A Shippensburg University study has found that the ecological carrying capacity of the county will have a hard time with continued growth, Brandon Shulleeta writes in today’s Progress. Commissioned by Advocates for a Sustainable Albemarle Population—and funded in part by the city and the county—the study (4.9MB PDF) is limited to environmental matters, and considers how well our water, air, and other natural resources on which we depend will fare under an ever-increasing population density. It turns out that the trouble starts when the population climbs from our existing 140,000 to 217,000, when we’d wind up with air pollution problems, nitrogenous waste in water, and storm water filling our lakes and streams. The forecast was done in part with the CITYgreen program, a sort of a grownup SimCity.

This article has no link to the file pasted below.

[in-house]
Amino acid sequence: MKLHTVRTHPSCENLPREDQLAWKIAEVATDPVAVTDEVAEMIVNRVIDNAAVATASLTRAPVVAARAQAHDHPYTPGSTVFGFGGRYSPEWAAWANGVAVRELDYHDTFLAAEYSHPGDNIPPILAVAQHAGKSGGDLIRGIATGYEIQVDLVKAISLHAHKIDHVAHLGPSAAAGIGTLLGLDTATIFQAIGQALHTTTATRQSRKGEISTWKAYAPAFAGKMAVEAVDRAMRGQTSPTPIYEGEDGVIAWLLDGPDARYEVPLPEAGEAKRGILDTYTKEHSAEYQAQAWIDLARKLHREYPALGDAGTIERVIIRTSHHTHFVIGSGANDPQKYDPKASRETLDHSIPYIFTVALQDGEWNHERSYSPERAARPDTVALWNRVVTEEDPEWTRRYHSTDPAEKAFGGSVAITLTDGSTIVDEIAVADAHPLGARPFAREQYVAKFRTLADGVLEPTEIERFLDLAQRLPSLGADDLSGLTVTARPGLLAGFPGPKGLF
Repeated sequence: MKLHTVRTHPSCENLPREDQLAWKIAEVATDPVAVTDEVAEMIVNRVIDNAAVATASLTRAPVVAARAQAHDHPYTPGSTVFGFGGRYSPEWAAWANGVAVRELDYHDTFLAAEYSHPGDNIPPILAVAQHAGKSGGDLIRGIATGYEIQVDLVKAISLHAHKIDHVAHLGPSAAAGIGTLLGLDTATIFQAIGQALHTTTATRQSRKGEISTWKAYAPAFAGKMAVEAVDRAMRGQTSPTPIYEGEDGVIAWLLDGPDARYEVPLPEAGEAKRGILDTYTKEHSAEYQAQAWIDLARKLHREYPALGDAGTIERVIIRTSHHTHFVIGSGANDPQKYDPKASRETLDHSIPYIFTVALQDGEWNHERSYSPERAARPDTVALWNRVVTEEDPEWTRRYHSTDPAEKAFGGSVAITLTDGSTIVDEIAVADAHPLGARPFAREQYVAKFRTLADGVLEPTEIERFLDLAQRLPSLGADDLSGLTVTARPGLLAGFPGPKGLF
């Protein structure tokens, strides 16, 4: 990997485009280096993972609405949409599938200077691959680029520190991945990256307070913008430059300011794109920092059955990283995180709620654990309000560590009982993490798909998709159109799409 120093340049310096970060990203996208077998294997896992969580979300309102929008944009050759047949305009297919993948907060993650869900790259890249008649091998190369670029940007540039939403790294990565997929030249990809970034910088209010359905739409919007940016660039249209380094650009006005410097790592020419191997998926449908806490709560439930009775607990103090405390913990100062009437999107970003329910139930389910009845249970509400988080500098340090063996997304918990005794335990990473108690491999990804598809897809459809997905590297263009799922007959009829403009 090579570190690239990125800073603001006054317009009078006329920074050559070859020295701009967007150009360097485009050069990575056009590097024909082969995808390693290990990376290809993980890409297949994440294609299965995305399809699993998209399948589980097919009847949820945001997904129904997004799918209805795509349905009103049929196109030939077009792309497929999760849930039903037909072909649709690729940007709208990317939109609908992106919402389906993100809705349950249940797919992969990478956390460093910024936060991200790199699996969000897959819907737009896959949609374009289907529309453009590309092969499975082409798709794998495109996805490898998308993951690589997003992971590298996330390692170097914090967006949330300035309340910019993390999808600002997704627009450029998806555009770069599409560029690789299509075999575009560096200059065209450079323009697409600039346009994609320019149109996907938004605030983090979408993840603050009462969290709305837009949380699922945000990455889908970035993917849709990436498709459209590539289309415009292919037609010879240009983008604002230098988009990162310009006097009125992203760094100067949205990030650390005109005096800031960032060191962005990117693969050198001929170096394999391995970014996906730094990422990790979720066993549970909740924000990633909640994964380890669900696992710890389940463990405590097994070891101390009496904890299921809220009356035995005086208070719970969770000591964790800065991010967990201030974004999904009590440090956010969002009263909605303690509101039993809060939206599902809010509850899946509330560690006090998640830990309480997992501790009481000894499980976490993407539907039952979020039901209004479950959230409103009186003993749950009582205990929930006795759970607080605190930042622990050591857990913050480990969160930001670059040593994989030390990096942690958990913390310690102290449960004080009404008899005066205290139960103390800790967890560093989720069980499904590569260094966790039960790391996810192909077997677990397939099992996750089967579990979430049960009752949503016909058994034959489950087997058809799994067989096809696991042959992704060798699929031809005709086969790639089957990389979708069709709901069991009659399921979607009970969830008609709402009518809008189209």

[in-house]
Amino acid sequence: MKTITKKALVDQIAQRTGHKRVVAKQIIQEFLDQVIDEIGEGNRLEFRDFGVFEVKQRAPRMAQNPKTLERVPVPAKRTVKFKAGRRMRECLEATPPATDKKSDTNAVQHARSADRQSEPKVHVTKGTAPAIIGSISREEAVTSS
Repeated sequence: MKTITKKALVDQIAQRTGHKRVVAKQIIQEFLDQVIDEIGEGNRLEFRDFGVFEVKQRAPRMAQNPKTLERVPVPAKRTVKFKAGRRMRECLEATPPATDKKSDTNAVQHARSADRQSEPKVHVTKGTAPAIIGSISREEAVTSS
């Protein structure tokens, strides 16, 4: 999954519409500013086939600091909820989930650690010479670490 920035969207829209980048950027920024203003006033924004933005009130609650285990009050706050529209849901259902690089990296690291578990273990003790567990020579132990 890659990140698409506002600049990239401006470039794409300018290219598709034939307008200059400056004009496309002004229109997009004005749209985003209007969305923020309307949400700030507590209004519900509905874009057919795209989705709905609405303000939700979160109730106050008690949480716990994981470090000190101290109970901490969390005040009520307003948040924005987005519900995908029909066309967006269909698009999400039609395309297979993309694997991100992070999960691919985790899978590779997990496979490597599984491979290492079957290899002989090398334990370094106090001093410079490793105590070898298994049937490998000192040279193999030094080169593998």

The good news is that the requisite 55% population growth is a long way off, but the bad news is that it’s well within my likely lifetime. These results are sort of obvious—more people are bad for the environment, duh—but the ability to quantify the county’s ecological carrying capacity is important as one of a great many factors to use to determine if we want to grow, how much we want to grow, and how fast that we want to do it.
Disclaimer: I’m on the board of ASAP, I’ve helped oversee this study in that (limited) capacity, and I helped write the press release announcing this study. Really, I’m about as biased as I could be on this, save that I’ve got no financial interest in the matter.